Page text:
Virginia and Maryland are seeing an upward trend in cases. Counted on a seven-day average, the number of new infections is rising in Virginia. Maryland is seeing a similar rise, but with less dramatic numbers.
The District continues to be in a relative plateau of new cases, but the data could be lagging amid a massive demand for tests. When D.C. began rolling out walk-up, appointment-free test sites, the city promised results in 3-5 days.
Now, it's taking a week for residents to get results back, News4 reported. Some reported waiting 10 days.
A quicker turnaround time really matters if someone is infected, said Dr. Travis Gayles, the Montgomery County health officer.
“You’re shortening as best you can the window of opportunity for when an individual is positive, may come into contact with others and potentially infect them,” he said.
The city is reportedly seeking out more lab capacity to shorten wait times.
What the Data Shows
The number of new COVID-19 cases diagnosed in Virginia each day has been ticking up since a low point in late June.
But the 904 new infections recorded on Friday is the highest single-day increase the state has seen in over a month. It's nearly 300 cases larger than the number that was added the previous day, 608.
More time and data is needed to tell if this is an outlying spike. The last time Virginia counted more than 900 new cases was June 7.
There was an additional 868 cases Saturday, bringing the total number of confirmed cases in Virginia to 66,963.
Spikes can occur because of a backlog of test results being announced. However, Virginia's seven-day average of new cases has been trending upward this month.
Outside the commonwealth, Maryland's trend in growing new cases continues.
In the District, an overall plateau continues but the new case numbers have fluctuated in the past week. In the past week, July 4 had a low number with 12 new infections. Wednesday had a jump of 73 cases, on Thursday reported 37 new cases and rose to 64 on Friday. The District reported 58 news cases on Saturday.
The map below shows the number of coronavirus cases diagnosed per 1,000 residents.
Coronavirus Cases in DC, Maryland and Virginia
COVID-19 cases by population in D.C. and by county in Maryland and Virginia
Local Coronavirus Headlines
- Virginia's governor said he could bring back tougher restrictions after the state reported more than 900 new coronavirus infections Friday, the highest daily total in more than a month. Read more.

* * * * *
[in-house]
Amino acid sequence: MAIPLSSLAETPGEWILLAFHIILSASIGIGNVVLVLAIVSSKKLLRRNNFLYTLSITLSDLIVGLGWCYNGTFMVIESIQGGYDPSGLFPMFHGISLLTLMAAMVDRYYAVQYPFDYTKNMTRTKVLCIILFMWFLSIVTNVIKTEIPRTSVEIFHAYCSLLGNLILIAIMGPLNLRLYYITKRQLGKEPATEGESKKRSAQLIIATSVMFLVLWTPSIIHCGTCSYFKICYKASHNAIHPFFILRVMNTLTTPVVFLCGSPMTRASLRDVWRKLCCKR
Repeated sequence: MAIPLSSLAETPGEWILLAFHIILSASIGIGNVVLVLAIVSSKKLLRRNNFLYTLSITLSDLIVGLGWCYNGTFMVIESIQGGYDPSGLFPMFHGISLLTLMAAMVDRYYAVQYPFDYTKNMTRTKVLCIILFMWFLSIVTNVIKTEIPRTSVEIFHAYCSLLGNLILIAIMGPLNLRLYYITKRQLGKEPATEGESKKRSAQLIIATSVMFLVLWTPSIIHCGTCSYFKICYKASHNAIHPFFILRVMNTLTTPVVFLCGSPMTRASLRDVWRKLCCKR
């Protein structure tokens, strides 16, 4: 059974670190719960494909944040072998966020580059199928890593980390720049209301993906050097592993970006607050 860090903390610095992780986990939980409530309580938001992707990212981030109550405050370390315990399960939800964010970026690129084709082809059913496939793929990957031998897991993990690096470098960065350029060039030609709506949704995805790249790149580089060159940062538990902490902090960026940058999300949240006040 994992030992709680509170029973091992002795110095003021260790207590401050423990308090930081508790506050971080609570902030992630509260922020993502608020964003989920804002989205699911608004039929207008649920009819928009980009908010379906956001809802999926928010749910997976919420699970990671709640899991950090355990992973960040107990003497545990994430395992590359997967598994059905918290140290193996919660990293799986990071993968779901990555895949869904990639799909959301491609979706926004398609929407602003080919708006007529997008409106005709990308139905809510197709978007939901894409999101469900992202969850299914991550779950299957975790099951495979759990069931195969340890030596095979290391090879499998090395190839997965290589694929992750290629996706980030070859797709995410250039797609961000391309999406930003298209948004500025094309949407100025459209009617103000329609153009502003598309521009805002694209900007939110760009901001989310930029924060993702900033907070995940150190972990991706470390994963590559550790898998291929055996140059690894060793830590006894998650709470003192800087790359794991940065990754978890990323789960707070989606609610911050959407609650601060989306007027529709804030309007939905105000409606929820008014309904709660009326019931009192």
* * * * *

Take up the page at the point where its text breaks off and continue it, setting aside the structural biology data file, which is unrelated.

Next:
- Prince George's County remains among the top 50 U.S. counties for coronavirus infections, but the metrics are improving. Read more.
- D.C. is seeing up to a 7-day wait for individuals' coronavirus test results to come back as demand increases. Read more.
- Prince Geoge's County Executive Angela Alsobrooks bit back at the idea that the area bore a high case burden because it's a majority-black county with a high Latino population.
"What we know is that our county is dense and urban. We house one of the largest segments of the federal workforce. Along with a good number of our residents are essential workers," she said.
- Virginia entered phase three reopening on July 1, loosening restrictions on restaurants, stores, gyms and pools.
- Prince George's County entered full phase two on June 23, allowing the MGM Casino and gyms to reopen.
- Washington, D.C., entered phase two on June 22, allowing indoor dining, gyms, libraries and houses of worship to reopen with restrictions.
- Montgomery County entered phase two on June 19, reopening with restrictions gyms, houses of worship, indoor dining and retail.
- Maryland entered phase two of reopening on June 10, permitting indoor dining, outdoor pools and outside amusements to reopen.
How to Stay Safe
There are ways to lower your risk of catching coronavirus. Here are the CDC guidelines.
- Wear a snug-fitting mask that covers your nose and mouth.
- Avoid being indoors with people who are not members of your household. The more people you are in contact with, the more likely you are to be exposed to COVID-19. If you are indoors with people you don’t live with, stay at least six feet apart and keep your mask on.
- Wash your hands often, especially after you have been in a public place.
Sophia Barnes, Andrea Swalec and Anisa Holmes contributed to this report.
This story is no longer being updated. Go here for the updates on July 12.